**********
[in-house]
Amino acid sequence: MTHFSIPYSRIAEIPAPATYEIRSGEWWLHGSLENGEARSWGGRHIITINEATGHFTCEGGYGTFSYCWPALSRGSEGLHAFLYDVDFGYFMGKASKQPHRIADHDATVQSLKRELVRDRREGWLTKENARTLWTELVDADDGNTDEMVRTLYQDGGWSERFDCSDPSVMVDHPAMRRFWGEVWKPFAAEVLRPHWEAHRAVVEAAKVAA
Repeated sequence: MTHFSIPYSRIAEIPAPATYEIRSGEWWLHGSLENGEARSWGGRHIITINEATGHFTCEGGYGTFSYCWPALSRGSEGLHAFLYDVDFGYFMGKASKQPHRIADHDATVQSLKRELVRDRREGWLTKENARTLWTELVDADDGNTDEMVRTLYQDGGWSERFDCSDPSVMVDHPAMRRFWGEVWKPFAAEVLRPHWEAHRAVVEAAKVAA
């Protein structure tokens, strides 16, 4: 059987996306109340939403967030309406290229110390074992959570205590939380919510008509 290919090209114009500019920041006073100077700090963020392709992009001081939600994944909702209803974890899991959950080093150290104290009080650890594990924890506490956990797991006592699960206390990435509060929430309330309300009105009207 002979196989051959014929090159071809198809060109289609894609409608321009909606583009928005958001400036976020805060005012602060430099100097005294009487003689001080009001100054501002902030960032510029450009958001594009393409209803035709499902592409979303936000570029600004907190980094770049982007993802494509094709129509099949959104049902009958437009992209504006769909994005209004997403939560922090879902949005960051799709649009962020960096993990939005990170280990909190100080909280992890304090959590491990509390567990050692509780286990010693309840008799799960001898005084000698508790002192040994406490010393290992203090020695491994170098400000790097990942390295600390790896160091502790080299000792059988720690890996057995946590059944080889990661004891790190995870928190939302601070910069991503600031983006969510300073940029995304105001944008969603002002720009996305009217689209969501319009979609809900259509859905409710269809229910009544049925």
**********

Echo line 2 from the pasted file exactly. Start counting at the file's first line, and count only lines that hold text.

Amino acid sequence: MTHFSIPYSRIAEIPAPATYEIRSGEWWLHGSLENGEARSWGGRHIITINEATGHFTCEGGYGTFSYCWPALSRGSEGLHAFLYDVDFGYFMGKASKQPHRIADHDATVQSLKRELVRDRREGWLTKENARTLWTELVDADDGNTDEMVRTLYQDGGWSERFDCSDPSVMVDHPAMRRFWGEVWKPFAAEVLRPHWEAHRAVVEAAKVAA